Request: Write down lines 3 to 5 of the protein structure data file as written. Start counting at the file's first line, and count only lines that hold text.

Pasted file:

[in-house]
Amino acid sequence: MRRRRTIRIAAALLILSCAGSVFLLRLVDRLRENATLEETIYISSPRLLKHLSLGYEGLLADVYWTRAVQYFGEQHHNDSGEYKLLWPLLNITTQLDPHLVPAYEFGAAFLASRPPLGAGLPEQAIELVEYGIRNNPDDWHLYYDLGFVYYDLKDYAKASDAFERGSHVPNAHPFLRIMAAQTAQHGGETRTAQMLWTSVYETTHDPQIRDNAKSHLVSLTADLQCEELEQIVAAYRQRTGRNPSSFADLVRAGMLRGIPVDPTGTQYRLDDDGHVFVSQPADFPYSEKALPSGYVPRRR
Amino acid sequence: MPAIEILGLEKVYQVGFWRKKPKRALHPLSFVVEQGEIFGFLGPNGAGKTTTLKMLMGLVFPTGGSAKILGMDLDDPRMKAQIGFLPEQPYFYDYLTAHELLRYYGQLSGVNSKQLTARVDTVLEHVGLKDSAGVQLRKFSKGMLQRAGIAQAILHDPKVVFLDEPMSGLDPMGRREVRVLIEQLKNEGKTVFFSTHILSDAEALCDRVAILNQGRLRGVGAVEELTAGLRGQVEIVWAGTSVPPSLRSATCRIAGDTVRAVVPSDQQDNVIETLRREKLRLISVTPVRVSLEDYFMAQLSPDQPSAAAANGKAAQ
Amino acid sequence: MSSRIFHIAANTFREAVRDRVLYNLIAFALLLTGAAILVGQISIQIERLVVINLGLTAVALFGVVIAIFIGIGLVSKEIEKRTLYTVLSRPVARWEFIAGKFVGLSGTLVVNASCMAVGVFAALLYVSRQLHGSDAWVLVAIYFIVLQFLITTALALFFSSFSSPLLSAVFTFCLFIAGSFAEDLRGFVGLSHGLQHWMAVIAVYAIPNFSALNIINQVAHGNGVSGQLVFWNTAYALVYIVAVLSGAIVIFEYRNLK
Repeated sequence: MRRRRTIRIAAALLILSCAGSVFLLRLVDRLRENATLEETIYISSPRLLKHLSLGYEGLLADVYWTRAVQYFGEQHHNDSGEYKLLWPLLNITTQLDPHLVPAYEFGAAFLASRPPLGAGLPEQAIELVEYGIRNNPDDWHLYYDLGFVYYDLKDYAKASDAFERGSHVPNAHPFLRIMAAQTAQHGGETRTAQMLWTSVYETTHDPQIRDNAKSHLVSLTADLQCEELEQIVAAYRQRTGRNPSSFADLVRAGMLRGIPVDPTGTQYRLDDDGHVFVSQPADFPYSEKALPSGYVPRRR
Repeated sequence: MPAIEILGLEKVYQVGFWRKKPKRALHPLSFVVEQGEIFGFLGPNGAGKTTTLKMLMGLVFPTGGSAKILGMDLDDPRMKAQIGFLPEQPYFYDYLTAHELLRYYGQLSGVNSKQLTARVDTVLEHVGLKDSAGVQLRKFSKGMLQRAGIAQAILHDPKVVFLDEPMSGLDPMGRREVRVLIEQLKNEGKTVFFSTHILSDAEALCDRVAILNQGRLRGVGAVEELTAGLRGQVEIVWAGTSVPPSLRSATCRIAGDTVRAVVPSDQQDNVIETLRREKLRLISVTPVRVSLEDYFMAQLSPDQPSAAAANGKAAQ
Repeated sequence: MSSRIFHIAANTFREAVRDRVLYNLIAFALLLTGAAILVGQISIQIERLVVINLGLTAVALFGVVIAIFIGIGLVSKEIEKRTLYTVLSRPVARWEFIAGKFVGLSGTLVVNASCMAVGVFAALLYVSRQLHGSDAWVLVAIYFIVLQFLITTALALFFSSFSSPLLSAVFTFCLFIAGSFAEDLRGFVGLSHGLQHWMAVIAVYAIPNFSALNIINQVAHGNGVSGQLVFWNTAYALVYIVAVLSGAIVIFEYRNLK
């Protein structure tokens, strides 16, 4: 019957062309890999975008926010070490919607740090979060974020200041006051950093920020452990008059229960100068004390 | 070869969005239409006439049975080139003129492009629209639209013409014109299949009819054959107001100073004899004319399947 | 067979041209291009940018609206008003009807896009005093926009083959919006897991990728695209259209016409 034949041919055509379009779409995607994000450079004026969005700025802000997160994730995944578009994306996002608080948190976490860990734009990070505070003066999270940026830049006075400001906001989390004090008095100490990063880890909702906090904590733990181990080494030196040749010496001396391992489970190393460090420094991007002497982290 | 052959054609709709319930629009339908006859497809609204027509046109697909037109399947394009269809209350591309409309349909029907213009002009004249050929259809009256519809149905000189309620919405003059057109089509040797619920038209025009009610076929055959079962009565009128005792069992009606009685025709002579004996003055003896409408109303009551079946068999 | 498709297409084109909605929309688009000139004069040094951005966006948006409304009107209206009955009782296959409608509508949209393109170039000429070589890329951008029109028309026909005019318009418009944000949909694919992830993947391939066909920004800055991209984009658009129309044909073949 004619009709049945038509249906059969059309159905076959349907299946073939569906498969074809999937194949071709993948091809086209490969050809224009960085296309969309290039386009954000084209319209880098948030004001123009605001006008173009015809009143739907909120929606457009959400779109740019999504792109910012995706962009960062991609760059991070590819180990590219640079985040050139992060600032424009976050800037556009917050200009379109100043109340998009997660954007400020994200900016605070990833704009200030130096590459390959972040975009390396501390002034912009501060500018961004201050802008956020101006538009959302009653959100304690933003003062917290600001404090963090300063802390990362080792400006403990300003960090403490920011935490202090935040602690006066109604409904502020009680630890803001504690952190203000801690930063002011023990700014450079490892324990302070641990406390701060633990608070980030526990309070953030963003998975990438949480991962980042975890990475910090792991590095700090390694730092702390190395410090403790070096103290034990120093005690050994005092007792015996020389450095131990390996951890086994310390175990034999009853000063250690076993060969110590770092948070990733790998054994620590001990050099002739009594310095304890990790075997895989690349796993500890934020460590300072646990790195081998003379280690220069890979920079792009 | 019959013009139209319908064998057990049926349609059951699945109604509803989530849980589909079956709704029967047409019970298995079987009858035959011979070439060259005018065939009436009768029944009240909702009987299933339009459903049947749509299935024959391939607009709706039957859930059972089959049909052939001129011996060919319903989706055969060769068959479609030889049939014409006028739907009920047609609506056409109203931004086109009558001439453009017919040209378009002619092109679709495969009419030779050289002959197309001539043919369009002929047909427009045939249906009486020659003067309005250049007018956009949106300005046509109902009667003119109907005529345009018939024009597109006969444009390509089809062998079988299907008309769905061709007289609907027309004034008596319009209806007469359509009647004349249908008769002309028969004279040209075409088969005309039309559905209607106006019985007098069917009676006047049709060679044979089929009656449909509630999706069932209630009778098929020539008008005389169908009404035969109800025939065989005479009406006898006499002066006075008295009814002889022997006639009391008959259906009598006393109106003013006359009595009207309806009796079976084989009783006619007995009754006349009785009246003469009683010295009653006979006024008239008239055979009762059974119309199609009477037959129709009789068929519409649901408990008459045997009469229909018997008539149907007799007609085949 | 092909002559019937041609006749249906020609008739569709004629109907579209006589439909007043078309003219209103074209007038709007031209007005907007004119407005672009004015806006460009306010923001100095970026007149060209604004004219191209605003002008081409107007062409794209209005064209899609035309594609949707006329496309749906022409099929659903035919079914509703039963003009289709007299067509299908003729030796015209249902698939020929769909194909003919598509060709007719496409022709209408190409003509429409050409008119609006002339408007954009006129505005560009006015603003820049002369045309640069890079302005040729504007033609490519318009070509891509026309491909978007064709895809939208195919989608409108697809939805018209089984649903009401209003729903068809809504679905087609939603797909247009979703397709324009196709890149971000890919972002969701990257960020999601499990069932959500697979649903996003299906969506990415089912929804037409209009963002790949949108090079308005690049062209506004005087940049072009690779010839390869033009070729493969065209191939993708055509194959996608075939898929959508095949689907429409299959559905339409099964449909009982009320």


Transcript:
Amino acid sequence: MPAIEILGLEKVYQVGFWRKKPKRALHPLSFVVEQGEIFGFLGPNGAGKTTTLKMLMGLVFPTGGSAKILGMDLDDPRMKAQIGFLPEQPYFYDYLTAHELLRYYGQLSGVNSKQLTARVDTVLEHVGLKDSAGVQLRKFSKGMLQRAGIAQAILHDPKVVFLDEPMSGLDPMGRREVRVLIEQLKNEGKTVFFSTHILSDAEALCDRVAILNQGRLRGVGAVEELTAGLRGQVEIVWAGTSVPPSLRSATCRIAGDTVRAVVPSDQQDNVIETLRREKLRLISVTPVRVSLEDYFMAQLSPDQPSAAAANGKAAQ
Amino acid sequence: MSSRIFHIAANTFREAVRDRVLYNLIAFALLLTGAAILVGQISIQIERLVVINLGLTAVALFGVVIAIFIGIGLVSKEIEKRTLYTVLSRPVARWEFIAGKFVGLSGTLVVNASCMAVGVFAALLYVSRQLHGSDAWVLVAIYFIVLQFLITTALALFFSSFSSPLLSAVFTFCLFIAGSFAEDLRGFVGLSHGLQHWMAVIAVYAIPNFSALNIINQVAHGNGVSGQLVFWNTAYALVYIVAVLSGAIVIFEYRNLK
Repeated sequence: MRRRRTIRIAAALLILSCAGSVFLLRLVDRLRENATLEETIYISSPRLLKHLSLGYEGLLADVYWTRAVQYFGEQHHNDSGEYKLLWPLLNITTQLDPHLVPAYEFGAAFLASRPPLGAGLPEQAIELVEYGIRNNPDDWHLYYDLGFVYYDLKDYAKASDAFERGSHVPNAHPFLRIMAAQTAQHGGETRTAQMLWTSVYETTHDPQIRDNAKSHLVSLTADLQCEELEQIVAAYRQRTGRNPSSFADLVRAGMLRGIPVDPTGTQYRLDDDGHVFVSQPADFPYSEKALPSGYVPRRR